Wednesday, September 04, 2013

Plato's Popular Quotes (Meaningful Misquotes Quote #2)


Ah yes, this quote. I'll be frank, I'm not usually one for inspirational quotes, but this is one of the few I honestly really like. I've seen a lot of quotes on Pinterest that are attributed to Plato, and a friend was asking about another quote which sent me searching. Turns out a lot of Plato's quotes that you see on Pinterest aren't actually Plato's... go figure.

Over at Quote Investigator, O'Toole looks at the history of this quote. Turns out the first record of it was in 1897, and was penned by a man named John Watson who published under the name of Ian Maclaren:

“IAN MACLAREN,” along with other celebrities, was asked to send a Christmas message to an influential religious weekly in England. He responded by sending the short but striking sentence: “Be pitiful, for every man is fighting a hard battle.” No message is more needed in our days of stress and storm, of selfish striving and merciless competition.

I'm sure we've all seen this one as well on Pinterest and on Facebook.


But at Honey and Locusts, John actually traces down the original text from Plato:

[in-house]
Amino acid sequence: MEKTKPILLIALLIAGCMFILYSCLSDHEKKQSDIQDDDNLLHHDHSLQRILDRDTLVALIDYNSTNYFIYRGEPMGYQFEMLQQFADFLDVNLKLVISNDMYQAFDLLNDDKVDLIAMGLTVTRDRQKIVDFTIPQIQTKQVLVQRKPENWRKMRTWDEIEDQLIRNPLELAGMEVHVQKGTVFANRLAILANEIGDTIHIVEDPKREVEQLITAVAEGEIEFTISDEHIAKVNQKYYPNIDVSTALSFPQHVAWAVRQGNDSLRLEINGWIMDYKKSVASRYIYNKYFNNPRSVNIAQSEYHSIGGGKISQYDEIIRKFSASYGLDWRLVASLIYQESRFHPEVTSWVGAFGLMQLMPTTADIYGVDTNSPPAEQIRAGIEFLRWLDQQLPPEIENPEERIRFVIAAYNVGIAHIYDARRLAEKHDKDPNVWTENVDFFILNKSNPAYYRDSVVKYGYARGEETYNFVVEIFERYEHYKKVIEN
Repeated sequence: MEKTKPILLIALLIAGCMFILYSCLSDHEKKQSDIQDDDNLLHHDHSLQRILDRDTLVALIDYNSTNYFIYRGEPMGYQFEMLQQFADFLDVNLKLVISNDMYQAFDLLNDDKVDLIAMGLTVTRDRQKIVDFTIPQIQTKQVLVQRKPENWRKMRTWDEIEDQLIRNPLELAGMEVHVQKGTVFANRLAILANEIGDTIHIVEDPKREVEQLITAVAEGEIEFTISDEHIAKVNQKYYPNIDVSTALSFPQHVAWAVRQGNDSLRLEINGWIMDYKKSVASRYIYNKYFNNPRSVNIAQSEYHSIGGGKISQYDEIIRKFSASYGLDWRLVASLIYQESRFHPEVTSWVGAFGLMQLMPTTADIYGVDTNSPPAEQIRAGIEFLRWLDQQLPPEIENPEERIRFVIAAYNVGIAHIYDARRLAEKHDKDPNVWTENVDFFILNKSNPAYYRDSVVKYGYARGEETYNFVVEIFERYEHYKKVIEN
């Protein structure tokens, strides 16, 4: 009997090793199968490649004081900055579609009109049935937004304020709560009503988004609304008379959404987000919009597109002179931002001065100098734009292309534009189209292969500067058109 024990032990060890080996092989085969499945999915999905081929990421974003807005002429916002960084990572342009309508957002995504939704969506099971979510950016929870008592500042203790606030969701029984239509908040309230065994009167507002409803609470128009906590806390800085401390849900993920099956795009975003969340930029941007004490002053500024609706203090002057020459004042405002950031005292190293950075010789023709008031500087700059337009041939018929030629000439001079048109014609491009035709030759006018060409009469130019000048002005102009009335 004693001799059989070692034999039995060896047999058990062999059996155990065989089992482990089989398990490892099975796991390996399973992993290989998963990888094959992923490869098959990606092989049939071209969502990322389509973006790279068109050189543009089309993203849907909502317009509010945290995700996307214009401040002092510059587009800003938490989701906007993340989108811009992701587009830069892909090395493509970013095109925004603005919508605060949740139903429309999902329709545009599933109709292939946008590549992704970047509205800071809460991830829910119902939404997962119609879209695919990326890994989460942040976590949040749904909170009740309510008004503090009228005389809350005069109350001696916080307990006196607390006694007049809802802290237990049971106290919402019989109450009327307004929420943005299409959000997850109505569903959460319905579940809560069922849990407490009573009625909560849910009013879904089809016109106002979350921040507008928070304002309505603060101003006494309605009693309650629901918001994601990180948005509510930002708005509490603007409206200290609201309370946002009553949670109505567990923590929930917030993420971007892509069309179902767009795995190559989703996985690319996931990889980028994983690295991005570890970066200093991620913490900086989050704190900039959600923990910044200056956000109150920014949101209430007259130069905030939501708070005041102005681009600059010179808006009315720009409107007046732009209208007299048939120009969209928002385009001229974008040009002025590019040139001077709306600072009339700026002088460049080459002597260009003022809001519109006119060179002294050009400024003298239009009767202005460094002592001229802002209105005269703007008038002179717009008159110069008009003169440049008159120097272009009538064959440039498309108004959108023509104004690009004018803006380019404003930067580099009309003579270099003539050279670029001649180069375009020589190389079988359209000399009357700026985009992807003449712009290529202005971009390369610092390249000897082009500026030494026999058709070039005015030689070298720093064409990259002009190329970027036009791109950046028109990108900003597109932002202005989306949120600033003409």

“Laws are made to instruct the good, and in the hope that there may be no need of them; also to control the bad, whose hardness of heart will not be hindered from crime.” [Book IX]

Which when broken into layman's terms sounds kinda like the quote we've all seen, but knowing how Plato thought seems to actually push the quote into a different direction. As John says in his post about the Plato quotes:

"While it’s true that Plato did say something vaguely similar in, I think the paraphrase misrepresents what Plato was really saying. The “good” need the law, both for instruction in what is right, and for the restraining of the “bad'"

So there you go. I'm sure there are probably dozens, if not hundreds of quotes on the internet that are miscredited, this is merely one of many. But if you're interested in reading more of Plato's work, you can either download a free copy over at Archive.org or buy it on Amazon.

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